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Trump Aides Dismayed By Refusal To Acknowledge Sicknick's Death; Beyond The Call: Boston Office, Once Attacked By Colleagues, Is Now The New Boss; Pence's Security Said Goodbye To Families, Fearing For Their Lives. Aired 7:30-8a ET
Aired July 22, 2022 - 07:30 ET
THIS IS A RUSH TRANSCRIPT. THIS COPY MAY NOT BE IN ITS FINAL FORM AND MAY BE UPDATED.
DR. ASHISH JHA, WHITE HOUSE COVID-19 RESPONSE COORDINATOR: Should not be a reason for someone not to get it. The goal of Paxlovid is to prevent serious illness. It's doing a great job of that.
JOHN BERMAN, CNN ANCHOR: As of this morning, what do you know about where President Biden caught this?
JHA: We don't know much about it. You know, obviously, he could have gotten it anytime in the preceding days. There's obviously an incubation period but there's a lot of variation in all of that. So we don't know.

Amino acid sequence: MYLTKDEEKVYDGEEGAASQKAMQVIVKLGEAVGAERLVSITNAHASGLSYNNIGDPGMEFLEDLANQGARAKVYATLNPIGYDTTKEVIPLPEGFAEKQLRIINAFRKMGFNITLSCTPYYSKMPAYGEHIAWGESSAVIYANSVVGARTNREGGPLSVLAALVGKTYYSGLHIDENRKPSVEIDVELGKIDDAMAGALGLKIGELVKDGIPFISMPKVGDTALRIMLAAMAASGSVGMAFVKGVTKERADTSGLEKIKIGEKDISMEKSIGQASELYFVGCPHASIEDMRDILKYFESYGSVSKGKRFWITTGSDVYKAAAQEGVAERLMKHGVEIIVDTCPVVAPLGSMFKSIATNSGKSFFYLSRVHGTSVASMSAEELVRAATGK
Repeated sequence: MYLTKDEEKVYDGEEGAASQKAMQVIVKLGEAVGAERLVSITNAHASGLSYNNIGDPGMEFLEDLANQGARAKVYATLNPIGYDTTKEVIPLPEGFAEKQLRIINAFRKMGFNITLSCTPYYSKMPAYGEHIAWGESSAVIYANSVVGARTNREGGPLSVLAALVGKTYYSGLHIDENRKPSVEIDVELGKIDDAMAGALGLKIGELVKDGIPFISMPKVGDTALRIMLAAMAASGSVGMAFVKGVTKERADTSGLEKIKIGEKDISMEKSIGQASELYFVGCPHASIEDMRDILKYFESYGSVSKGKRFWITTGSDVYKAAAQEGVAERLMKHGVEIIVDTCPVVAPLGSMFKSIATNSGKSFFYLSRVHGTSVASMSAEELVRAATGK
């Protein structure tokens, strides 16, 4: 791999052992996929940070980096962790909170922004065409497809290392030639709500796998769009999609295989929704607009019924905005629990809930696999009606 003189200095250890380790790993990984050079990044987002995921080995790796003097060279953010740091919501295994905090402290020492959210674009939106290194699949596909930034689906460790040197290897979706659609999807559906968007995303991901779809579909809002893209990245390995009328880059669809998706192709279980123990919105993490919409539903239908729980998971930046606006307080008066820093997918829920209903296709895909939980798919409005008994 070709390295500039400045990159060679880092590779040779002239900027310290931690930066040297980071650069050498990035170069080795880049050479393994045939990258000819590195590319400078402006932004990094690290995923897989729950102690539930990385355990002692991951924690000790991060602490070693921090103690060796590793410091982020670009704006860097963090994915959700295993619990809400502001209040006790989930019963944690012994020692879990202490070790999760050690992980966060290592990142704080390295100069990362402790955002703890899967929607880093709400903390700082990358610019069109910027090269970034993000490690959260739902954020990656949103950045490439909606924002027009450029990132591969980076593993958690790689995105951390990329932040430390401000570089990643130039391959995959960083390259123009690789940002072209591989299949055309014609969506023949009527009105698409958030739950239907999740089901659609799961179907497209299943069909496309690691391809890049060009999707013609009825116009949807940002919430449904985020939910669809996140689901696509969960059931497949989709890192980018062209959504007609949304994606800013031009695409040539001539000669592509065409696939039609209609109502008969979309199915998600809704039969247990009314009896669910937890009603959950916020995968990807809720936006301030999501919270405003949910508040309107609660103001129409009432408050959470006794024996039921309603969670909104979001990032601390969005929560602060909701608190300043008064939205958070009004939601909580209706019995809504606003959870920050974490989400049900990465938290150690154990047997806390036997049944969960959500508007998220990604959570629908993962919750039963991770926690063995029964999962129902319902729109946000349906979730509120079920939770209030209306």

Right now, what we're focused on -- obviously, number one, we're focused on making sure that President Biden continues to do well, as he -- as he was through last night. Second is that we have contact tracing happening to make sure that anybody who might have been in close contact is identified and notified so they can take appropriate action.
That -- those are the two major focus areas.
BERMAN: Any new cases amongst those people who have been in contact with President Biden?
JHA: You know, not that I'm aware of. The White House medical unit is running this along with embedded CDC contract tracers. That process is ongoing. I'm not aware that there's anybody else who has tested positive.